The biggest air pollutants in Bosnia and Herzegovina and an opportunity for cleaner air, News
The Ugljevik coal-fired thermal power plant is the biggest air pollutant in Bosnia and Herzegovina. On April 1, it will undergo a regular annual overhaul, for which it is not known how long it will last, only after its completion and re-commissioning of the thermal power plant unit, will the gas desulphurization plant start operating (ODG).
A total of 95 million euros has been invested in the project of desulphurization in this coal-fired power plant in the north-eastern part of BiH, and the project started 12 years ago. The new plant should reduce emissions of SO2 and particulate matter in line with European standards at the thermal power plant, which, according to a report by CEE Bankwatch Network, emitted 88,302 tons of sulfur dioxide (SO2) in 2019, which is 9.7 times more than allowed.
An agreement on a loan worth 85 million euros for the Project for the construction of a gas desulphurization plant at TPP Ugljevik was signed on October 20, 2009 between the Japan International Cooperation Agency (JICA) and BiH. It became effective only on April 16, 2010, with the publication of the Decision of the Presidency of Bosnia and Herzegovina on the ratification of the Loan Agreement.
When asked by RSE why it took 12 years for the plant to start operating, TPP Ugljevik said that the reasons were “strict requirements of creditors and slow procedures for obtaining all permits and approvals in BiH.”
Czech company sued for faulty filters
Work on the installation of equipment for desulphurization of flue gases began only in 2017. In the same year, a three-month overhaul was performed, during which the electrostatic precipitator plant was reconstructed, which was a precondition for the construction of an EDC plant. The Czech company “ZK-Termochem” was chosen for this job, which charged 10 million euros for this job. In February 2020, the EDC plant was put into trial operation, when it was noticed that it was not functioning properly and that it was releasing a higher concentration of harmful particles than allowed. The culprits were faulty electrostatic precipitators installed by a Czech company three years earlier, which were paid 10 million euros, in addition to the Japanese loan. Because of that, the Thermal Power Plant sued the Czech company, and in the meantime, it had to spend an additional 100,000 euros on a study that would determine how to solve the problem. Finally, the EDC plant was handed over to the management of TPP Ugljevik in October 2020, and it operated for only 50 days during trial operation and warranty tests. The last time the plant was operational was on February 11 and 12 in the test phase.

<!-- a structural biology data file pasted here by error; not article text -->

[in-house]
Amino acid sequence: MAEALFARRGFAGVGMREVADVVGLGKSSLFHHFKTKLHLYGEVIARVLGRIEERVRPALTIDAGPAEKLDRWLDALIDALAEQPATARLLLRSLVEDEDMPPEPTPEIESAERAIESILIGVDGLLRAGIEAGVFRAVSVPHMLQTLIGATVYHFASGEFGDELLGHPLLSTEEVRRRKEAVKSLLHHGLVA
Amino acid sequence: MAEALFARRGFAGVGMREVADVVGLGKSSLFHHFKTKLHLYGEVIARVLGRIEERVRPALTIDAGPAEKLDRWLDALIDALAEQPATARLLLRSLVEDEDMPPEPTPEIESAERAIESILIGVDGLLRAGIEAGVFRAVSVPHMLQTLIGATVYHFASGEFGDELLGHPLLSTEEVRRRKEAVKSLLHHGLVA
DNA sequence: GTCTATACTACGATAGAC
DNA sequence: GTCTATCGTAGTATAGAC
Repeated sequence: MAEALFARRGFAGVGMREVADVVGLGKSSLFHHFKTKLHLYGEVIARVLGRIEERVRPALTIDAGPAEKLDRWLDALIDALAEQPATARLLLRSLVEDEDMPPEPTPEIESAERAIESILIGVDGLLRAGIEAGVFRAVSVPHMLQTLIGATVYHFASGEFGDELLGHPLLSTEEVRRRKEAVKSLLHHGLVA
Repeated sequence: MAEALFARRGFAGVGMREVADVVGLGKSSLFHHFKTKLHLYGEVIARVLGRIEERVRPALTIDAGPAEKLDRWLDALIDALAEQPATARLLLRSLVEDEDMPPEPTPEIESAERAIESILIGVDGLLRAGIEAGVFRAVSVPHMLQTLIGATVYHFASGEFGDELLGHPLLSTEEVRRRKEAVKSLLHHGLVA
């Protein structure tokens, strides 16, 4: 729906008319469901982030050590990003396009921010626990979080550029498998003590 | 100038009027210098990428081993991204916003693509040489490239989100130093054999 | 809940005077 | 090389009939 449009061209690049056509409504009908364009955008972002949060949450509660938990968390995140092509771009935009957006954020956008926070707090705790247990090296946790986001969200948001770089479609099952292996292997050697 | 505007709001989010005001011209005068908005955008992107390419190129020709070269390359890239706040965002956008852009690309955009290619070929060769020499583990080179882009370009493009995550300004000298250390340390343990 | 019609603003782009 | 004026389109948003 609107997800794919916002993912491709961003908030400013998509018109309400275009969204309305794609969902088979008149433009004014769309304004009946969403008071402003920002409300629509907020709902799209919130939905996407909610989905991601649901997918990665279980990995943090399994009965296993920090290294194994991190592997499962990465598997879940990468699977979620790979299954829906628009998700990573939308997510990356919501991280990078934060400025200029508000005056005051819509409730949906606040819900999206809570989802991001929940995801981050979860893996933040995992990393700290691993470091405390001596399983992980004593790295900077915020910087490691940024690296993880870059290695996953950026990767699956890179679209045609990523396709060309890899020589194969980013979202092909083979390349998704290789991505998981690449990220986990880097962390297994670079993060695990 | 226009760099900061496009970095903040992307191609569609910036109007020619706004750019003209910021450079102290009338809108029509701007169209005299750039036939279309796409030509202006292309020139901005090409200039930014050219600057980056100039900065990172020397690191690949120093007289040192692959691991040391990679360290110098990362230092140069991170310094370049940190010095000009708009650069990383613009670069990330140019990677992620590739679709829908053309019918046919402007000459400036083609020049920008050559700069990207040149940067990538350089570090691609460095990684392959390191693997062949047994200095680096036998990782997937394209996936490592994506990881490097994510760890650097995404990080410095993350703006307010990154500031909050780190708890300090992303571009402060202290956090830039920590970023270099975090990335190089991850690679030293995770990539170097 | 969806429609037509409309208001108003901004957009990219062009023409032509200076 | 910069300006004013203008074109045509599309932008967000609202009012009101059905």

Doubts about the measured values of pollution emissions
In the response from TPP Ugljevik to the request of RSE how the test phase passed and what the tests of the plant showed, it is stated that significantly lower levels of emission of sulfur dioxide (SO2) and solid particles were shown.
˝The plant for EDC TPP Ugljevik was last in operation on 11 and 12 February, it was started and worked independently, with its trained staff, for more than 50 hours with SO2 emissions of 130 mg / Nm3 (allowed 200) and particulate emissions 5 mg / Nm3 (allowed 20). Previously, during 2020, it worked for 50 days (trial operation and warranty tests) with an average of SO2 below 150 mg / Nm3 and solid particles below 5 mg / Nm3˝, the response of TPP Ugljevik points out.
Majda Ibrakovic, coordinator of the Energy and Climate Change Program at the Center for the Environment (CZZS), doubts the credibility of these data.
“The same results were sent to us in a very concise table from which it is not clear who did the monitoring. So, it is not clear whether it was done by some authorized institution or they measured it themselves. They must, in accordance with the environmental permit, perform continuous monitoring of emissions of harmful gases and particles. I am not claiming that what was in the test period is incorrect, and it is very possible that these measured parameters were in line with the limit values, however we do not have a complete picture. We asked for complete data on the operation of the plant to be provided to us instead of half the data, but we are still waiting for an answer, ” explains Ibrakovic.
- October 3, 2022 Zijin triples production at Serbian copper complex
- September 21, 2022 Rio Tinto’s Serbian saga offers a lesson in critical minerals
- September 10, 2022 Red flags over plans to swap coal for biomass and waste incineration